Iran reviews good practices in protection of cultural property
International experts estimate that trafficking of cultural property is amongst the main illicit revenues of transnational organized crime networks in the globe, together with illicit trade in drugs and arms, smuggling of goods and human trafficking
The Islamic Republic of Iran (Iran) is one of the world's oldest civilizations. Due to its ancient history, large number of cultural sites and geographic location, the country is vulnerable to looting, trafficking, and smuggling of its cultural property, art and antiquities.
For the first time ever, in order to tackle this threat, the United Nations system is joining hands to provide technical cooperation to a member state. The United Nations Office on Drugs and Crime (UNODC) has set in motion an innovative initiative to support the Islamic Republic of Iran in protecting its cultural heritage and combating trafficking in cultural property. Covering the areas of legislation, capacity building, and advocacy, this initiative has adopted a multidimensional approach to assisting and empowering the government in its efforts to protect its valuable cultural property. "This is a very promising programme that is already attracting the interest of other member states of the United Nations" said Antonino De Leo, UNODC Resident Representative in Iran.
This initiative, carried out in close collaboration with United Nations Educational and Scientific Organization (UNESCO), is part of a series of programmes designed as a collective, coherent and integrated response by the United Nations to national priorities set out in the Fifth Five Year National Development Plan of the I.R of Iran, as well as the aspirations of the UN Millennium Development Goals.
As a component of the capacity building pillar of this joint UN programme, a three-day training course was held at the Cultural Historical Complex of Saad abad in Tehran on 20-22 May 2012 to enhance Iranian practitioners' capacities to protect, investigate and recover cultural properties and stolen artifacts, as well as to increase cooperation with and information exchange both nationally and internationally. Organized by UNODC in cooperation UNESCO and Iran's Cultural Heritage, Handicraft and Tourism Organization (ICHHTO), the training brought together national officials from ICHHTO, Interpol Tehran, Customs Organization, Judiciary, Ministry of Interior, Ministry of Justice and Ministry of Foreign Affairs.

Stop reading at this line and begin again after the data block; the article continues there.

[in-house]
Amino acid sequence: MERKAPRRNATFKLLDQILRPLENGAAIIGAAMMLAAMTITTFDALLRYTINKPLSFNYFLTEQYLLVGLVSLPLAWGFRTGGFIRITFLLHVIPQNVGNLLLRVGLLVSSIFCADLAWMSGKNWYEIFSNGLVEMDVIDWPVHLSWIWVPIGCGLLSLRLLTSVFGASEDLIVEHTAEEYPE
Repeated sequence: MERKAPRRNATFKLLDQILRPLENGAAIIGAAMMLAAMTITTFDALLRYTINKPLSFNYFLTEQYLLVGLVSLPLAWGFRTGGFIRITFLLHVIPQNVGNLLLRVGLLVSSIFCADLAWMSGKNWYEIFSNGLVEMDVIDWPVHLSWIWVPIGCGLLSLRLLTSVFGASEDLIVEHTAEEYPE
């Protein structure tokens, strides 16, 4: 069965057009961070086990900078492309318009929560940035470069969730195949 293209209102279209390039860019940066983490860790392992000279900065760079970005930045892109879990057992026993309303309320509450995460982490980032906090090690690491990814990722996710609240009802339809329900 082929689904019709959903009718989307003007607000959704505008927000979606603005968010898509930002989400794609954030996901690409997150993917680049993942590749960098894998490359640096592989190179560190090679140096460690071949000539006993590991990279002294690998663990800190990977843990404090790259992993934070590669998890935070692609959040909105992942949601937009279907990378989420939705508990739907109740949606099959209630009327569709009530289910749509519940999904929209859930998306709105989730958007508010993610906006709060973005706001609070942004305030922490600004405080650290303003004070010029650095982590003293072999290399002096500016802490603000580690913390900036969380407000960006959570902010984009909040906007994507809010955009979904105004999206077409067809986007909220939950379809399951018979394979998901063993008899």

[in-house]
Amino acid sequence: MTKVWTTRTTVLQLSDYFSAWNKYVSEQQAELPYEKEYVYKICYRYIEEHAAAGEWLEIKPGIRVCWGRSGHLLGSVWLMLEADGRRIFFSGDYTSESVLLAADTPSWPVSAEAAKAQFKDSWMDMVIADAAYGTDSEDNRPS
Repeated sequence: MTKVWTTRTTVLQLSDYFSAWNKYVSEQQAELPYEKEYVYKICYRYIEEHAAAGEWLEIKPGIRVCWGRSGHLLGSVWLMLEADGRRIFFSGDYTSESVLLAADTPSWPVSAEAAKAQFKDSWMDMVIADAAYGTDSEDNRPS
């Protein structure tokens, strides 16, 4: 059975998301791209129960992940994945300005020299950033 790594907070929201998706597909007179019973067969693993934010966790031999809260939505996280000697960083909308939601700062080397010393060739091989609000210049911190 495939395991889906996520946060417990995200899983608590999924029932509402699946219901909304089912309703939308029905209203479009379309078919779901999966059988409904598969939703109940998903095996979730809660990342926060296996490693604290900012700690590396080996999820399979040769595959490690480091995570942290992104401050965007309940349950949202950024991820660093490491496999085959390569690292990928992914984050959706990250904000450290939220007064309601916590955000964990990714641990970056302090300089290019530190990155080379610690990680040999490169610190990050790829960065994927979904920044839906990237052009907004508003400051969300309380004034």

The training was carried out by two experts from a specialized unit of the Italian Carabinieri (TCP), which over time has gained a successful experience in fighting national and international crimes in the area of illegal trafficking of cultural property. The experts discussed several aspects of their everyday activities including relevant legal and regulatory infrastructure, databases used and methodologies applied in investigation and recovery of stolen or smuggled artifacts as well as preventative measures put in place in their country for protection of their valuable cultural property
Mr. Omid Ghanami, Director General of ICHHTO in the I.R of Iran, expressed his satisfaction about the fact "that the issue of combating transnational organized crime and money laundering in the area of cultural property in Iran is being addressed in a practical manner, for the first time", and thanked UNODC and UNESCO for their efforts in organizing the event. UNODC Iran gave a brief overview of the magnitude and significance of transnational organized crime (TOC) in cultural property in the region and mentioned that countries are strongly encouraged to ratify the United Nations Convention against Transnational Organized Crime (UNTOC) as one of the most important international instruments in combating TOC. As a legal tool, the UNTOC will provide member states with regulatory infrastructure required for the fight against all forms of TOC (including those related to cultural property), and it enables the governments to have better international cooperation with other member states in addressing the problem at hand.
The training made it possible for national officials to identify areas in which further technical assistance offered by UNODC could be most beneficial in the future. Demands were expressed for more specialized training courses for specific units within organizations, in particular, from the Interpol and ICHHTO. As the course final evaluation forms reflect, the participants considered the topics covered in the course informative, useful, and relevant. Recognizing and appreciating UNODC's continuous efforts in capacity building activities in combating transnational organized crime and money laundering in the area of cultural property in Iran, participants as well as experts expressed strong interest in further cooperation and collaboration on this topic in the near future.